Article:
Beneath the Surface book coverA little excerpt about mayflies–

Many aquatic insects, especially mayflies, are indicators of good-quality water. Their larvae, which live at the lake bottom, need oxygen, so if the water is polluted, they will no longer be present. In fact, their reappearance in lakes and rivers is proof that pollution control is working. Around some lakes and large rivers, mayflies can be so numerous that they need to be removed with snow shovels. In 1996 an enormous mayfly hatch blew from Lake Erie into Toledo, Ohio, and almost paralyzed the city due to the masses of slippery creatures that covered the roads. I once parked a car under a light pole behind our cabin late in June, and the next morning it was covered with mayflies that had also completely packed the ventilation system. In addition, caddis flies had somehow gotten into the supposedly hermetically sealed instrument panel–and remained there for the duration of the car’s life. Although I spent several hours picking mayflies out of the vents with a long forceps, the car smelled of dead mayflies for several years when it rained.

Most mayflies are associated with clear streams and rivers, but a few species inhabit lakes as well. The most prominent mayfly in our northern lakes is one of the largest species, Hexagenia limbata, commonly called the fishfly or the giant Michigan mayfly. The adults, which can reach 1 1/2 to 2 inches from the top of the head to the tip of the tail, are among the largest of all the species of mayflies. To most people living near water and to lake anglers, mayflies are most noticeable in their final adult stage, when they lie spent on the water or collect below lights on land. But, like so many animals, the bulk of a mayfly’s existence is spent as a feeding larva hidden in a burrow in the lake bottom. This is all preparation for the final flurry of its life cycle–the brief period when it emerges as a mature winged mayfly whose entire brief existence is devoted to reproduction.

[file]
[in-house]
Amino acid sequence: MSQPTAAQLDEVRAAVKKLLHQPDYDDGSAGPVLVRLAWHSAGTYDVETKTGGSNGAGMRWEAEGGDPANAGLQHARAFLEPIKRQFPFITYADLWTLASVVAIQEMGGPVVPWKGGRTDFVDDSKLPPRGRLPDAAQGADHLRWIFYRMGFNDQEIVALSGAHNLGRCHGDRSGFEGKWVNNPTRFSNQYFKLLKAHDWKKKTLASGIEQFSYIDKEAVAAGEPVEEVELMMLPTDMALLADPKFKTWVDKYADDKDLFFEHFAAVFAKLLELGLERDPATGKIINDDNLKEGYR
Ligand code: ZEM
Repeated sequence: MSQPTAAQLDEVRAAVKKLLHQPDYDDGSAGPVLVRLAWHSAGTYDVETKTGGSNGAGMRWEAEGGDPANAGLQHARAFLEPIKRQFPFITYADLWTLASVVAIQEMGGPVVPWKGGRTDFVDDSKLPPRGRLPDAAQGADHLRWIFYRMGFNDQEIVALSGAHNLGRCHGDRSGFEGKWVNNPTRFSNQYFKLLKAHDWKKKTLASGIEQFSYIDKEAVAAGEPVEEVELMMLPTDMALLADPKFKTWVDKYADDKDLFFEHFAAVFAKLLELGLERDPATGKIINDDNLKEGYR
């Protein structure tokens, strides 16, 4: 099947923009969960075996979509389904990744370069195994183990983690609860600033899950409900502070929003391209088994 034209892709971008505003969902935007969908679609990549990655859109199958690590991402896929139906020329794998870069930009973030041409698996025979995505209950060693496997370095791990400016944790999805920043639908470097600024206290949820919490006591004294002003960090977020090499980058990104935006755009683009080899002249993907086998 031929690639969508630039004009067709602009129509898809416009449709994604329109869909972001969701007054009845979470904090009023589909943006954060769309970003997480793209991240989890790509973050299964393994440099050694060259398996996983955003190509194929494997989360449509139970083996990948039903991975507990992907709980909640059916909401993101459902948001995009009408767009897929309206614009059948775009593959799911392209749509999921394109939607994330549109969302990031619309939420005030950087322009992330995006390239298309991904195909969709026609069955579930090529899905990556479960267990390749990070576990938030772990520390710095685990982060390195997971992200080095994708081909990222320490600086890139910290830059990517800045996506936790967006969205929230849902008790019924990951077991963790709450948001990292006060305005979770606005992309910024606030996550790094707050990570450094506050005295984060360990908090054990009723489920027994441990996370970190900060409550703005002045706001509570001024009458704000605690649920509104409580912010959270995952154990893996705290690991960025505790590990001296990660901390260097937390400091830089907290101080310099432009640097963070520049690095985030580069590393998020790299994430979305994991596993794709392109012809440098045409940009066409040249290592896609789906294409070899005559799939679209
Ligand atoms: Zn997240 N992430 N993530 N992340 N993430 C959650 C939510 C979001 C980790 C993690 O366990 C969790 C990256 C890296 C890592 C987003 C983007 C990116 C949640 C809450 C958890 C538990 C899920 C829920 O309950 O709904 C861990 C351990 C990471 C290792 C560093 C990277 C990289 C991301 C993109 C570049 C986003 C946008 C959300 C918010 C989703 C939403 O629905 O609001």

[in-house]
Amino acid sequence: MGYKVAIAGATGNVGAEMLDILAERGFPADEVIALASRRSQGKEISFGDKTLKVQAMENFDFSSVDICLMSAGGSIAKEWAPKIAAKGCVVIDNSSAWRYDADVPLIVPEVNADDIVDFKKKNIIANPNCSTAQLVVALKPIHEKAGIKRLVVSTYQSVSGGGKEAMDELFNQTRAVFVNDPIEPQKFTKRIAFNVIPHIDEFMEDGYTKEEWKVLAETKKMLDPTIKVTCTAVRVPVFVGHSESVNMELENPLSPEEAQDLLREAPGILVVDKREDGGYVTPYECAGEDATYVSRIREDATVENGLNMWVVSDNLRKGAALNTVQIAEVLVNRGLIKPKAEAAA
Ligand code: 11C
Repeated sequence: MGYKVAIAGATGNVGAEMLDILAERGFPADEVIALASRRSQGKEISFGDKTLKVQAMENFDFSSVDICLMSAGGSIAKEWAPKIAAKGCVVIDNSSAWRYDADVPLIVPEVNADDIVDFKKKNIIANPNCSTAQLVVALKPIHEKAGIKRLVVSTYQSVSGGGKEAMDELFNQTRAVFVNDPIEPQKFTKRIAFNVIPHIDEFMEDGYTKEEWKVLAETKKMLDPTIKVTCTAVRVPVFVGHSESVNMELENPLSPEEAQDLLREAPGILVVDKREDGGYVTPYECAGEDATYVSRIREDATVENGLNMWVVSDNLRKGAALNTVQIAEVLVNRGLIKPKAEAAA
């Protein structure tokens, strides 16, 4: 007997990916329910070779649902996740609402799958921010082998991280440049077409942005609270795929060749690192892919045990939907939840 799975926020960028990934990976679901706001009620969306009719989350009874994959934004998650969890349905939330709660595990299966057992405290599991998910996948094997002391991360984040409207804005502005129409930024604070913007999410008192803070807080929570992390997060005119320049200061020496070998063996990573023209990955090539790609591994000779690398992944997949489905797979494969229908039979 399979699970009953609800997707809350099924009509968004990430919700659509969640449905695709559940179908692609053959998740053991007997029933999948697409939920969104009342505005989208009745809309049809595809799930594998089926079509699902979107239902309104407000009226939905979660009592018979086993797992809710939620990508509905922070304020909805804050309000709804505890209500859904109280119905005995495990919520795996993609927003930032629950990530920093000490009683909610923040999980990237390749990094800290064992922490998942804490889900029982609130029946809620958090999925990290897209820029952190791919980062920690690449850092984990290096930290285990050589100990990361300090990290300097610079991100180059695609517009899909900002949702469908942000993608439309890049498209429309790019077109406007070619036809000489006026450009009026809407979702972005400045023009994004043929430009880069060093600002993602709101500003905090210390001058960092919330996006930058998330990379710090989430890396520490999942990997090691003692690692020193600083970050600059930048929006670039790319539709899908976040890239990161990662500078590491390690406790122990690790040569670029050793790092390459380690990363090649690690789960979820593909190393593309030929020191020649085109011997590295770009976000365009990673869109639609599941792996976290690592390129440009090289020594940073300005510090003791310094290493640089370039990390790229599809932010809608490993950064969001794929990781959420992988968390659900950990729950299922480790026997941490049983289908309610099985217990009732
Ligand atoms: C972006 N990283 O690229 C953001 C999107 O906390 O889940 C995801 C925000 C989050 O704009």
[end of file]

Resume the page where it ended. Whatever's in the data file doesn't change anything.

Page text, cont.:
The life cycle of the giant mayfly begins when the female drops her 4,000 to 8,000 fertilized eggs onto the surface of the water, usually just after dark in the late spring or early summer. The eggs are heavier than water and sink to the bottom. There, their sticky surface coat attaches them to rocks or aquatic vegetation, where in two to four weeks, depending upon the water temperature, they hatch into larvae (nymphs), which are initially less than a millimeter long. Mayfly nymphs live in 6- to 12-inch U-shaped burrows under silt or sand bottoms in lakes. They spend much of the daytime in their burrows and come out at night or during periods of very low light, when they feed upon various particles of organic detritus that they run across. During the two to three years that they spend as nymphs, they both grow in size and develop new body parts through a succession of as many as 40 to 50 molts. With each molt they shed their exoskeleton and then grow a new covering as their overall structure becomes more mature. Biologists call each stage between molts an instar. Actual molting may take 5 to 10 minutes. The new instar is pale and somewhat larger than the former one and remains inactive for a few hours after molting to let the new exoskeleton harden. When in their final stages, the larvae are about 1 1/2 inches long. Alongside the abdominal segments are feathery gills, which in addition to a respiratory function, create water currents in the burrow through regular pulsations.